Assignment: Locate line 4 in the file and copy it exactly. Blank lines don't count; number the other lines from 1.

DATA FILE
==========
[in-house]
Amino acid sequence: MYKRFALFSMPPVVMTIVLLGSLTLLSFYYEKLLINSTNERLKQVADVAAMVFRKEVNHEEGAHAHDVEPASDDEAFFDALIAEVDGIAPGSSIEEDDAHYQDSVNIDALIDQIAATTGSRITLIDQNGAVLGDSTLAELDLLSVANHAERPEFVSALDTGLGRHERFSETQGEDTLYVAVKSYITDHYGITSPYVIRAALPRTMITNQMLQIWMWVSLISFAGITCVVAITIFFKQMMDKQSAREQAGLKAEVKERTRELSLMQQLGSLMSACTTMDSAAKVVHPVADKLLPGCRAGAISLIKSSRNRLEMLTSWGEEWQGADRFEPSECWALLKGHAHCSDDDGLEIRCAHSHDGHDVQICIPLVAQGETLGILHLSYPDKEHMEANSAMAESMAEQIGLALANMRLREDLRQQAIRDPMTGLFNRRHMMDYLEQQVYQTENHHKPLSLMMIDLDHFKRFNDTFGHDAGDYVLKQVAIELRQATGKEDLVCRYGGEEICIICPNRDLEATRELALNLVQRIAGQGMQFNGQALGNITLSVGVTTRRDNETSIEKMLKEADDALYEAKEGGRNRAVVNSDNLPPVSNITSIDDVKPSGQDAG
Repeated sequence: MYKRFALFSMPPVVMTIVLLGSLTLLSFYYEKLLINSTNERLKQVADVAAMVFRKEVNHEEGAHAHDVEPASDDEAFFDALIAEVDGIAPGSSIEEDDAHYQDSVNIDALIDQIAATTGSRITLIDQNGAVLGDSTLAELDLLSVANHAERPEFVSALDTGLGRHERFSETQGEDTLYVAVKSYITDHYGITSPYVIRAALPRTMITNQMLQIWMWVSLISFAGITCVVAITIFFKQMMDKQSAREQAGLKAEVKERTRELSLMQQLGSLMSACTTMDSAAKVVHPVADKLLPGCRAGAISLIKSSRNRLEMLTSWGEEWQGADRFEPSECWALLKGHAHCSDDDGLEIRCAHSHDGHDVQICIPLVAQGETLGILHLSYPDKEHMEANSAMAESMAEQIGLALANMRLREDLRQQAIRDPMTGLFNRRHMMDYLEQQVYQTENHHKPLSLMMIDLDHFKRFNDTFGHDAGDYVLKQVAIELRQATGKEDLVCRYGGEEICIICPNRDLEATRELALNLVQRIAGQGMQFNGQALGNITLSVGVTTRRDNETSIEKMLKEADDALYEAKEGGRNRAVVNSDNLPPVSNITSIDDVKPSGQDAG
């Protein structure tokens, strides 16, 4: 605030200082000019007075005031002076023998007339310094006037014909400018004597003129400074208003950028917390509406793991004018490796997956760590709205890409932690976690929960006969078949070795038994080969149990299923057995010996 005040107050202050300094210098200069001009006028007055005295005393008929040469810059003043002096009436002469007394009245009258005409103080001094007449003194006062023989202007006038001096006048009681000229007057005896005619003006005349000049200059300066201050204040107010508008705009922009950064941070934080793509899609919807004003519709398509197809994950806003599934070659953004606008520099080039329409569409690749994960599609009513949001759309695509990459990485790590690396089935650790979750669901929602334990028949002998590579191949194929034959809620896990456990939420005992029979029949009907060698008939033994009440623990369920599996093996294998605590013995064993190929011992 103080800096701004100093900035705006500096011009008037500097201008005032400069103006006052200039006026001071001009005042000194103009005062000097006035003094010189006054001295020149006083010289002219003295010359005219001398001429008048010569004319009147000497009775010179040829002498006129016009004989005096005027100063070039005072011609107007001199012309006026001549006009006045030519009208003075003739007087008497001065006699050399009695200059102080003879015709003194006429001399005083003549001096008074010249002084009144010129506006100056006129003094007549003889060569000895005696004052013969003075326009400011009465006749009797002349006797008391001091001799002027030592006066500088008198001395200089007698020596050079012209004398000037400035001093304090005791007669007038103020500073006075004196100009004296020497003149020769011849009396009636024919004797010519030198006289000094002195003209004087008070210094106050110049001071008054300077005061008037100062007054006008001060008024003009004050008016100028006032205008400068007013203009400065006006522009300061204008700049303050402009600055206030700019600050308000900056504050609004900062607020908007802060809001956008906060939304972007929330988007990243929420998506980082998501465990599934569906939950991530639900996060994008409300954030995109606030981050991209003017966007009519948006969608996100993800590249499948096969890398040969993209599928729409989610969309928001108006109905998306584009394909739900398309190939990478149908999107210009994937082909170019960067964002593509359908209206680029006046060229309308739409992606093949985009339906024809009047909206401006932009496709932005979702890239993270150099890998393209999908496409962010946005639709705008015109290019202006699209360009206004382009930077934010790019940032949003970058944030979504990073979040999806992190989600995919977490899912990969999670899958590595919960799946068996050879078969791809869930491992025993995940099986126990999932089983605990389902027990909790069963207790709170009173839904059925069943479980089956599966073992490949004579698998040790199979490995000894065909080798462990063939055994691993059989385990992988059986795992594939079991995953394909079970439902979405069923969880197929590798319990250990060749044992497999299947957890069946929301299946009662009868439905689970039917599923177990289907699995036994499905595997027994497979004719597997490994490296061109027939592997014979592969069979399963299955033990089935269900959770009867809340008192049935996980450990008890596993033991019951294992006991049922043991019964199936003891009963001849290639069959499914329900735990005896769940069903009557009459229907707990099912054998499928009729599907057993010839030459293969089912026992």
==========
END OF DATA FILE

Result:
């Protein structure tokens, strides 16, 4: 605030200082000019007075005031002076023998007339310094006037014909400018004597003129400074208003950028917390509406793991004018490796997956760590709205890409932690976690929960006969078949070795038994080969149990299923057995010996 005040107050202050300094210098200069001009006028007055005295005393008929040469810059003043002096009436002469007394009245009258005409103080001094007449003194006062023989202007006038001096006048009681000229007057005896005619003006005349000049200059300066201050204040107010508008705009922009950064941070934080793509899609919807004003519709398509197809994950806003599934070659953004606008520099080039329409569409690749994960599609009513949001759309695509990459990485790590690396089935650790979750669901929602334990028949002998590579191949194929034959809620896990456990939420005992029979029949009907060698008939033994009440623990369920599996093996294998605590013995064993190929011992 103080800096701004100093900035705006500096011009008037500097201008005032400069103006006052200039006026001071001009005042000194103009005062000097006035003094010189006054001295020149006083010289002219003295010359005219001398001429008048010569004319009147000497009775010179040829002498006129016009004989005096005027100063070039005072011609107007001199012309006026001549006009006045030519009208003075003739007087008497001065006699050399009695200059102080003879015709003194006429001399005083003549001096008074010249002084009144010129506006100056006129003094007549003889060569000895005696004052013969003075326009400011009465006749009797002349006797008391001091001799002027030592006066500088008198001395200089007698020596050079012209004398000037400035001093304090005791007669007038103020500073006075004196100009004296020497003149020769011849009396009636024919004797010519030198006289000094002195003209004087008070210094106050110049001071008054300077005061008037100062007054006008001060008024003009004050008016100028006032205008400068007013203009400065006006522009300061204008700049303050402009600055206030700019600050308000900056504050609004900062607020908007802060809001956008906060939304972007929330988007990243929420998506980082998501465990599934569906939950991530639900996060994008409300954030995109606030981050991209003017966007009519948006969608996100993800590249499948096969890398040969993209599928729409989610969309928001108006109905998306584009394909739900398309190939990478149908999107210009994937082909170019960067964002593509359908209206680029006046060229309308739409992606093949985009339906024809009047909206401006932009496709932005979702890239993270150099890998393209999908496409962010946005639709705008015109290019202006699209360009206004382009930077934010790019940032949003970058944030979504990073979040999806992190989600995919977490899912990969999670899958590595919960799946068996050879078969791809869930491992025993995940099986126990999932089983605990389902027990909790069963207790709170009173839904059925069943479980089956599966073992490949004579698998040790199979490995000894065909080798462990063939055994691993059989385990992988059986795992594939079991995953394909079970439902979405069923969880197929590798319990250990060749044992497999299947957890069946929301299946009662009868439905689970039917599923177990289907699995036994499905595997027994497979004719597997490994490296061109027939592997014979592969069979399963299955033990089935269900959770009867809340008192049935996980450990008890596993033991019951294992006991049922043991019964199936003891009963001849290639069959499914329900735990005896769940069903009557009459229907707990099912054998499928009729599907057993010839030459293969089912026992």